From their lofty rock perch on the east side of Sutter Island, they watched the sun rise. It appeared like a bright, orange ball floating up out of the sea, reminiscent of a gas balloon at a lighter-than-air rally.
"Beautiful," Del said.
"My favorite time of day," Leah said. "Makes me feel young again."
They sat in a shroud of silence enjoying the ambiance of the island.
Del eyed the narrowing margin of open sand. "Much as I hate to break this up, we'd better get moving or we won't make it past the high tide line up ahead."
He helped Leah up and they scrambled down the rocks to the sand. With a smile, Del lead, running off around the jutting cliff only to hear the crack of a gun and the zing of a bullet ricocheting off the rocks. By the time he heard the second shot and felt the wet sand fly in his face as it splattered near his feet, he had turned and grabbed a startled Leah to drag her back around the protruding rocks. He heard the third shot, but not the fourth for as he gained the protection of the rocks he fell, face forward, into the wet sand, blood running down his face.
With a loud bang, a chrysanthemum of light blossomed in the dark sky, followed by white zigzags, a blue circle, and yellow sparks that hung for a second like the branches of a willow tree.
"Ooo-ahh," uttered the group seated on the dock of Sutter Island, just off Maine's coast. The Fourth of July fireworks were being set off on the mainland just south of the South Port Marina. From there the twinkling lights of the small boats and yachts moored at the dock appeared to float in the air. The fireworks continued getting larger, more frequent and louder; sprouting before them with every vibrant color imaginable. Along with each display of beauty came a sharp bang and Del Channing flinched at each sound. Bif Fredrickson, seated on Del's left, his round face shining, his short red hair standing at mandatory attention, did not flinch, but blonde haired Nan, Bif's cousin, seated on Del's right, did. She clutched Del's arm with each sound.
"Ooo-ahh," they all said. "Ooo-ahh."
The finale came with an intensity of colors, lights and sound. then died, leaving only whiffs of smoke drifting toward them out to sea.
"Beautiful as usual," Nan said, standing up. She flipped her long, blonde hair over her slim shoulders.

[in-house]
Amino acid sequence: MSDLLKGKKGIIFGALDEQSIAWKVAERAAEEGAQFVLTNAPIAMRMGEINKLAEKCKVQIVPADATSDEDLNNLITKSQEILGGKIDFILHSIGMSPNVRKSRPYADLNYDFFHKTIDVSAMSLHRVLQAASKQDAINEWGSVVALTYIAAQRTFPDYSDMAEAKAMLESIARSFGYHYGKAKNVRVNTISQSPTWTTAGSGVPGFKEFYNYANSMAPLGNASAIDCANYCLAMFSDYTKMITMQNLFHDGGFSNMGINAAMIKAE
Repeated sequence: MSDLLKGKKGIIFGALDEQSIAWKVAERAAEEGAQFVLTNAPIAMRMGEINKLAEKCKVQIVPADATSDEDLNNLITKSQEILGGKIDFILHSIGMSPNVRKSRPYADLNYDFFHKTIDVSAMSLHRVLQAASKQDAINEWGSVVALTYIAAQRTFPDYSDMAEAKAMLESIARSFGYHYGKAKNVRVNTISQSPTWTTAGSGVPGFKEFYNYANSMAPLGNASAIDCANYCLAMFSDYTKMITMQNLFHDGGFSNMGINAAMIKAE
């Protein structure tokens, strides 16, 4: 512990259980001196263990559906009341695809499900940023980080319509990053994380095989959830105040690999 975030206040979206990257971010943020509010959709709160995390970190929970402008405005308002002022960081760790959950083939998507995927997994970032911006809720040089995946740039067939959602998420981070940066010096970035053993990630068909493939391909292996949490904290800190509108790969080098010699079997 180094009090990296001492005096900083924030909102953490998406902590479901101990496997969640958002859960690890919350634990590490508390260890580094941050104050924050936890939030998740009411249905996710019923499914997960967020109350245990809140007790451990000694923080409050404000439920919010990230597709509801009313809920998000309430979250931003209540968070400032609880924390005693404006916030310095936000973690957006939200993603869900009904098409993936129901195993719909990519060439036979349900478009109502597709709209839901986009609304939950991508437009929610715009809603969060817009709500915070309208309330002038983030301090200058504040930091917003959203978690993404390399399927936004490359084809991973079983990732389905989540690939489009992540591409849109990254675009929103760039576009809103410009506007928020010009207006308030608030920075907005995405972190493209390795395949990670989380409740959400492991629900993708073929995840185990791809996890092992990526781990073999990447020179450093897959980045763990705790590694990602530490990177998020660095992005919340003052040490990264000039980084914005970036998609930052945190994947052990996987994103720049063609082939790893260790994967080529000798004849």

"Great display," Del said in agreement.
"Bet that cost a bundle," Bif said.
Subconsciously Del heard the shuffle of feet on the dock and then a loud gasp.
"Get help," he heard a female voice say, and he directed his line of sight to the upper dock where a man in a wheel chair sat slumped. A uniformed nurse huddled over him, then straightened and announced, "Mr. Sutter's dead."
"What?" a voice from the crowd called out in amazement. "Old man Sutter's what?"
"Dead," the nurse said firmly. "He's been shot."
Bif took off like a shot himself through the double row of chairs and up the stairs toward the man in the wheelchair. Del moved quickly, hot on his heels.
"Stand back," Bif shouted. "Don't touch anything and everyone stay on the dock." He searched the crowd behind him."Nan?" he said.
"I'm here Bif," Nan called. She waved her hand from the midst of the group milling around the chairs.
"Do you have your cellular with you?"
"I do," Nan said.
"Call the cops. Tell them there's been a mishap."
Del could faintly see Nan as she dialed, then spoke into the phone. From where he stood he could just see the man slumped in his chair, a trickle of blood dripping onto his knees.
Bif stood in front of the man with the nurse, intently studying what Del surmised must be the direction of the bullet's entry.
The nurse turned to one side, then another, looking for site lines. Her white uniform gave a ghostly appearance as the gentle breeze moved her skirt, and her face remained hidden in the shadow of her nursing cap.
Del moved back to Nan's side.
"The police are sending the Coast Guard. They'll be here tout de suite," she said.
"Good," Del said.
"When did it happen?" Nan asked.
Del shrugged. "Any of the explosions we heard during the fireworks could have been the report of a gun," he said.
"Who did it?" Nan asked. "Oh, that's a stupid question, sounds like I expect you've seen the smoking gun. When the police get here they'll find the gun on someone."
"If it happened toward the last of the fireworks and wasn't a long-range rifle."
"You're just like cousin Bif, always complicating things."
"Sorry," he said. "It's just important to look at every possible aspect before you set your mind in a direction. If you don't, you'll end up nowhere close to your intended destination."
"You mean there's nowhere to run until you know where to run?"